The Game of Life
When I was young, I needed a lot of guidance. And that was perfectly fine.
As an innocent kid, who knew what kind of weird stuff I would’ve gotten into - if my parents and teachers hadn’t put me on the “right path.”
Education was important. Math. English. History. Even gym! All of that was good stuff. And quite frankly, I excelled in it.
I remembered getting a triple A plus on a book report that I did about Sasketchewan with my good friend back in 5th grade. It was one of the many highlights of my time in elementary school.
It was so easy back then.
They would give you a system to follow and you just follow it to a tee. Success was defined. The game was clear and specific. This is what you are supposed to do to win. And this is what you do to be considered a good student.
And this type of clarity continued on from elementary school, into junior high, into high school, and all the way up to college.
I was good at this game they called education. And my parents had enough resources to send me off to some prep classes on Saturdays - to learn how to take the SHSATs and the SATs the right way.
I got into Stuyvesant High School, one of the top specialized schools in NYC. And then after 4 years of more hard work in this system, I was able to get into Cornell University. An Ivy League institution!
It felt awesome! I had made it in life!
Success had been defined so clearly by the standards of society. And I accepted it, and I followed it, and it served me well.
But then, college rolled around, and it was a completely different experience. Struggle seeped into every part of my experience in this system of education. This system - which served me so well for my first 17+ years of existence - suddenly became incomprehensive and brutal.
I started realizing that I had my limitations. And I no longer felt like the unbeatable Hollywood hero so popularly depicted inside our theaters.
Don’t get me wrong. I made a lot of good memories at Cornell. But, that Engineering School was just so hard!
We learned about financial derivatives. Stochastic processes. Six sigma black belts. And Poisson distributions. I had to admit, they were all interesting concepts. And I deeply admire the geniuses that came up with these ideas and terminologies.
But I noticed that I would take a long time grasping these concepts - compared with many of my peers at the time whom had no trouble at all. I was surrounded by geniuses! And for the first time in my life, I felt insufficient - no longer the cream of the crop - within the system.
This game of education.
I remembered getting an "incomplete" on my optimization course. One of the pre-requisites for my Operations Research and Industrial Engineering major.
I remembered failing Psychology 101. Psych 101 of all things!
And it forced to retake both courses over the summer. Don't worry, I eventually did graduate. But after graduating, my confidence felt shattered. I was a bit ashamed, confused, and anxious about what to do next.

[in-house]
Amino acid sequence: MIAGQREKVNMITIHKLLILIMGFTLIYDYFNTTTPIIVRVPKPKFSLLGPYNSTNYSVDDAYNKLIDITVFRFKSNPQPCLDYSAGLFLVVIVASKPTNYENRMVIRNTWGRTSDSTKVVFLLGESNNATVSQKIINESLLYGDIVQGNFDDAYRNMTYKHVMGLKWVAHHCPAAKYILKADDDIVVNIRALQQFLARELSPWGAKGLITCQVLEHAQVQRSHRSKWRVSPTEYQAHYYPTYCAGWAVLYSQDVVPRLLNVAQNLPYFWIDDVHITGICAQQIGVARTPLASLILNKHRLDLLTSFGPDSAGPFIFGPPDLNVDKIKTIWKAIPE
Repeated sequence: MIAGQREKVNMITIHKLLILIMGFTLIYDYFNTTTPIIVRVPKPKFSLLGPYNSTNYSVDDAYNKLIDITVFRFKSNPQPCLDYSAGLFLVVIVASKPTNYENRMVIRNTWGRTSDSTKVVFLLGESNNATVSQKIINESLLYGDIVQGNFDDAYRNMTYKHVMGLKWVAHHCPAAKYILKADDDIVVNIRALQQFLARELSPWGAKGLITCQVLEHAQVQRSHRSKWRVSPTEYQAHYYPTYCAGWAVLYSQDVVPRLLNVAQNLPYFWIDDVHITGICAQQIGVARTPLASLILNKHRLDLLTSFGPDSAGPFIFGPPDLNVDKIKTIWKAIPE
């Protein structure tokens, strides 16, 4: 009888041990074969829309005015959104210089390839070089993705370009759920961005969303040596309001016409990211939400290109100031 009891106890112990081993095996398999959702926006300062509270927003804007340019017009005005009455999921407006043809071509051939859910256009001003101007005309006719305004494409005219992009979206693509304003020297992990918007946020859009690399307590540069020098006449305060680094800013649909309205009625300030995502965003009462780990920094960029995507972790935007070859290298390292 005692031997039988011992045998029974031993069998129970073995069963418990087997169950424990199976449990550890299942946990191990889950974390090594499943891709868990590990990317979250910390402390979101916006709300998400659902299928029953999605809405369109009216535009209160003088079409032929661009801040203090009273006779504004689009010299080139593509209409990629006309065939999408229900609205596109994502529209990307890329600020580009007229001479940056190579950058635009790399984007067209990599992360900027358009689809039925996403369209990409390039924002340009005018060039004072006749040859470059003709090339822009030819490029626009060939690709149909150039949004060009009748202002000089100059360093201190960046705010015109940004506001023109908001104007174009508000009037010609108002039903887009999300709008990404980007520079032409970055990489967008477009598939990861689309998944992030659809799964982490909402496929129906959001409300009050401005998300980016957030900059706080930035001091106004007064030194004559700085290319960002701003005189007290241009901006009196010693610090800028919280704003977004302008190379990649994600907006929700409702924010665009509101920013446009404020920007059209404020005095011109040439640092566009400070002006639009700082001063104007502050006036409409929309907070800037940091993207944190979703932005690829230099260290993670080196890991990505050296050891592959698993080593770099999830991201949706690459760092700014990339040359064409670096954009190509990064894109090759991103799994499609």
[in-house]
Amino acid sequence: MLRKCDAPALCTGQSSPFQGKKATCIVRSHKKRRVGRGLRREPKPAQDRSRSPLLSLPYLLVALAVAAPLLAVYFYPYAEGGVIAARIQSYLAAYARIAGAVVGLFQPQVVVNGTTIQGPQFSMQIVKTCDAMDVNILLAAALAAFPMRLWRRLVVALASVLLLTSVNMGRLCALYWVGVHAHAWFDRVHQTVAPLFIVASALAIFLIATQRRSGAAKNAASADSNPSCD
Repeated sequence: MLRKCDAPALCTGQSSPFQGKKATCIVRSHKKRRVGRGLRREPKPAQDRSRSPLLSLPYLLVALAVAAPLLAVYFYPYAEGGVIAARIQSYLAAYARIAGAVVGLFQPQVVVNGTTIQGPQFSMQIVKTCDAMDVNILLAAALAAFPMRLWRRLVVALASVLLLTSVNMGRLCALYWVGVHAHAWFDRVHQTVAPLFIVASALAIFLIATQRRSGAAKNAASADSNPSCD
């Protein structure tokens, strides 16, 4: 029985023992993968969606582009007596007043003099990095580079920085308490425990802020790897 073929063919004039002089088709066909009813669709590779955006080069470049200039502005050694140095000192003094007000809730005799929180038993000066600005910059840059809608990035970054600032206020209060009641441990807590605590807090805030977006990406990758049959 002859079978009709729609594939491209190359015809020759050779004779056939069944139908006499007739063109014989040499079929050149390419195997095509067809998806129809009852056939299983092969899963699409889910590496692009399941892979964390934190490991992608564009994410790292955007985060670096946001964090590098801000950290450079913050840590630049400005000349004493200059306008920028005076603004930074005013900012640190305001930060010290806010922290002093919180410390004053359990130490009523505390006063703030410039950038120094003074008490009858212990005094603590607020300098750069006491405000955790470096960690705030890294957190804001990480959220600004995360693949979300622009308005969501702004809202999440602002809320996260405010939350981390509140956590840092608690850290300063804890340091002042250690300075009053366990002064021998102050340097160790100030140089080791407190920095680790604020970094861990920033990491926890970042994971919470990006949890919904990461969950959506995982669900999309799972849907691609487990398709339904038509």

I was no longer the star. The Hollywood hero. The mythical TV figure that defies all odds to come out on top and ride off confidently into the sunset.
I was told that in order to be successful in life - you had to study hard, get good grades, and once you do that, you will have become a winner.
And this mentality worked. Until it eventually didn’t.
Nobody wanted to see me suffer. To fail. And to feel insufficient. And of course, society needs systems. Because without systems, we’d fall into chaos.
But these systems are nothing more than games defined by others. And games should be played for fun, not to be taken too seriously, and played at our own choice.
The game of love. The game of school. The game of education. The game of business. The game of sports. And the game of life.
Wall Street executives probably prefer success to be defined as how much money we make. After all, they’re good at this. So, why shouldn’t everyone play by these standards?
College professors most likely place significant value on the importance of a good education. And why not? They’ve dedicated their careers towards the craft of teaching.
Philosophers probably want you to play the game of seeking wisdom and truth. And why not? It’s fun, and I’m sure this has worked for them, so maybe it could work for all.
Even good Samaritans would ideally like success to be defined as how much you give back to society. Because this is what’s meaningful to them. And on and on and on it goes.
Everyone kind of wants you to play their game of life. The game that’s worked for them. The game that’s brought them happiness. Brought them wealth. Brought them knowledge. Brought them purpose. Brought them whatever it is that they perceive as success.
And that is completely fine!
But ultimately, it’s up to each of us to decide which games we want to play (and which games we would kindly not). If we want to invent our own games, then more power to us!
It took me a while, but these days, I don’t let the game of education define who I am anymore. I still see the importance in school and in educating our youth. But success (I believe at least) in life should be defined by more than simply who gets an A+++ and who does not.
So whatever game it is that you are playing at this moment, just do it on your own terms. Define success on your own. Define failure on your own.
You are the driver. You are the pioneer. This game of life is in your own hands.